Tax-free real estate exchanging, once practiced largely on the West Coast, is catching on here.
About 200 local brokers, agents and other professionals are affiliates of the Metropolitan Washington Real Estate Exchangors, a loosely knit group headed by Charles Huggins, a Bethesda property broker. An estimated 5,000 to 6,000 real estate brokers take part in similar organizations around the country, and as many as 1,000 at a time gather for conferences and seminars aimed at bartering farms, houses, timberland, Caribbean resort hotels, gas stations and even mineral rights on remote, underdeveloped acreage.
Exchanging is becoming popular here, says one leader in the local exchangor group, Gay Thompson of Victorian Real Estate Inc. in Washington, "because property owners and real estate people are becoming far more tax-conscious and sophisticated about their investments." They are also far less willing to hand away big chunks of their profits in an inflationary economy to the federal treasury.
Rather than lose 20 to 25 percent of their gains through an outright sale of a rental property or land, investors here increasingly want to swap equities with someone, whether the property is thousands of miles distant or a few blocks away.
As long as equivalent ownership interests in properties of "like kind" held for investment or business are merely traded from one party to another - and no actual sale occurs - Section 1031 of the Internal Revenue Code stipulates that no gain be recognized for federal tax purposes,and no capital gains levy be assessed.
For example, the owner of three acres of undeveloped land that might have increased in value by 400 percent over several years can trade his or her inflated equity for another investor's equity of equivalent value in rental apartments, a farm or a neighborhood commerical property and not be taxed.
Each owner's tax liability is rolled over, or deferred, until the equity is sold. There is no limit on the number of tax-deferring exchanges property owners can make, and many investors seek to extend the tax-free period for as long as possible.
The owner of the undeveloped land could trade up successively during a 15-year period from apartment buildings to a cattle ranch to a highly profitable office building, making maximum use at each swap of the growing acquisition power of the untaxed equity. The deferral of taxation amounts to an interes-free loan from the federal government for such a property owner and is a creative way to get far better property than the initial investment.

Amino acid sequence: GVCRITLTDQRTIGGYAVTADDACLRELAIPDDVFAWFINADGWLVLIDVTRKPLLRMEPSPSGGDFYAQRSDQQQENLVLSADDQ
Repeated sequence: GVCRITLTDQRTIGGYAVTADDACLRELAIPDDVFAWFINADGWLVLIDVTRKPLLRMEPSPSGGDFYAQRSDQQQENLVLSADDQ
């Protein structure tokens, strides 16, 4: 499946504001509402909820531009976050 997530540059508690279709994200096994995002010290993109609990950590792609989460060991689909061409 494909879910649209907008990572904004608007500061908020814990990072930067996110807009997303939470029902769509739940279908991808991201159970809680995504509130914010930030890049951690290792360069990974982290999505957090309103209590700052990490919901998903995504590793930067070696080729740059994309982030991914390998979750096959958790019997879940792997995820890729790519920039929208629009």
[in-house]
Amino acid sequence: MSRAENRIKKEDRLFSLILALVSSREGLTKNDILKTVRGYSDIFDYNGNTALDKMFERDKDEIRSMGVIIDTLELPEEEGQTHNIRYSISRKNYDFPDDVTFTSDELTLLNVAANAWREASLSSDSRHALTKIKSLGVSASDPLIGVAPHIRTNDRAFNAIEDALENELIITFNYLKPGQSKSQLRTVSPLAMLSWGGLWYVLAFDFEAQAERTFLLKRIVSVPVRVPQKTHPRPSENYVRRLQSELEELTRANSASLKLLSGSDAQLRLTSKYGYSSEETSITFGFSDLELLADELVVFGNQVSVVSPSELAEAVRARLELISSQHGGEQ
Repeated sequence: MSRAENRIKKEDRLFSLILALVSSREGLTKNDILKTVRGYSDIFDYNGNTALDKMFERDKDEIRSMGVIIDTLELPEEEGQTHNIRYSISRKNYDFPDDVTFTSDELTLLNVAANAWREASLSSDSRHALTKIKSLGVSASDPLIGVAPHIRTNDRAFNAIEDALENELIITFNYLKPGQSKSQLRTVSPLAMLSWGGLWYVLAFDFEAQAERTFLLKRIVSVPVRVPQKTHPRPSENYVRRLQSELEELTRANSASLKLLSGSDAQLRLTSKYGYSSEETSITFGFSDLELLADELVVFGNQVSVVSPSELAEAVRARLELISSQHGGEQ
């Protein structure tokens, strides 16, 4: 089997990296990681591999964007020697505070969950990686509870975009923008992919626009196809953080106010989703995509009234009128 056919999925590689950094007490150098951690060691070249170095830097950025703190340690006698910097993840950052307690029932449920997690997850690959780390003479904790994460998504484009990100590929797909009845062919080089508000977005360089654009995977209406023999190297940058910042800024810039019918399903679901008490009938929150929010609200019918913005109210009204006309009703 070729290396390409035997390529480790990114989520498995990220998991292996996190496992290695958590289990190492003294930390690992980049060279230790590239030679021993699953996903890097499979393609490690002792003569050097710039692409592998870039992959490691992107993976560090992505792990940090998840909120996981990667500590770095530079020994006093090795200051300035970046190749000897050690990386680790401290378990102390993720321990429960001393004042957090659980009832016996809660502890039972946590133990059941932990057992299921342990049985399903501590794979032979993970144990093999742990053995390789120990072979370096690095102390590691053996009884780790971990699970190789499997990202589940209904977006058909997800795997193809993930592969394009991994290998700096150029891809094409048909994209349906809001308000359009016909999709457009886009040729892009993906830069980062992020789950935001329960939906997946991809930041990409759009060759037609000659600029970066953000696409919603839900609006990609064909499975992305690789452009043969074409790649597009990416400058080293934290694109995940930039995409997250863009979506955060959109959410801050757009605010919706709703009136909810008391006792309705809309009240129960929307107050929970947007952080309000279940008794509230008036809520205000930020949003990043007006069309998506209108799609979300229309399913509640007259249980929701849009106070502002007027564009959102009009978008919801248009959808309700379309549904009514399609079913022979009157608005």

The flexibility and benefits of taxdeferred exchanges can be illustrated by a transaction Gay Thompson conducted on her own behalf.
She owned a vacant rowhouse in the Shaw area of Northeast Washington that she intended to rehabilitate for rental or sale. A local builder active in restoration on the same street expressed interest in buying Thompson's property for $27,500. Thompson, however, calculated that if she sold the house outright she would be hit with $4,000 in capital gains taxes, money that could be conserved and put to work through an exchange. The builder had no suitable properties that Thompson wanted via a swap, so she came up with a better idea.
Thompson had been interested in buying three rental houses in Knoxville, Tenn., that were on the market for $64,500 and could be acquired with a $12,500 down payment.
If the District builder would acquire the Knoxville houses for $12,500, Thompson reasoned, they could exchange equities tax free. Thompson's equity in the Shaw property was actually $18,500 (she had a $9,000 mortgage on the house), so she refinanced the property and placed a new $15,000 mortgage on it. This cut her equity down to $12,500 ($27,500 value minus $15,000 debt), equal to the builder's prospective equity in the Knoxville houses.
The builder and Thompson made their trade - he taking title to the Shaw property, assuming the $15,000 new mortgage, and she taking title to the houses - in the course of the escrow closing in Knoxville.
When it was all done, the builder had precisely what he wanted - a house to renovate for future sale and profit, at a cost of $12,500 - and Thompson had everything she wanted and more.
From her vacant $27,500 property, she had parlayed her holdings into three homes in Knoxville valued at $64,500, producing a net rental income of several hundred dollars a month plus significant new tax deductions for depreciation, mortgage interest and maintenance. Besides this, however, she took her $6,000 in proceeds from the Shaw house refinancing ($15,000 new mortgage), and brought two income-producing rental houses in York, Pa., worth $26,000 together.
Her balance sheet from the one Shaw exchange thus included five houses valued at $90,000, new rental income, new tax shelters against her ordinary income, new capital assets growing with inflation - and not a dollar paid out in federal taxes in the process. Not bad at all for a little bit of barter. CAPTION: Illustrations 1 and 2, no caption, By Robin Jareaux - The Washington Post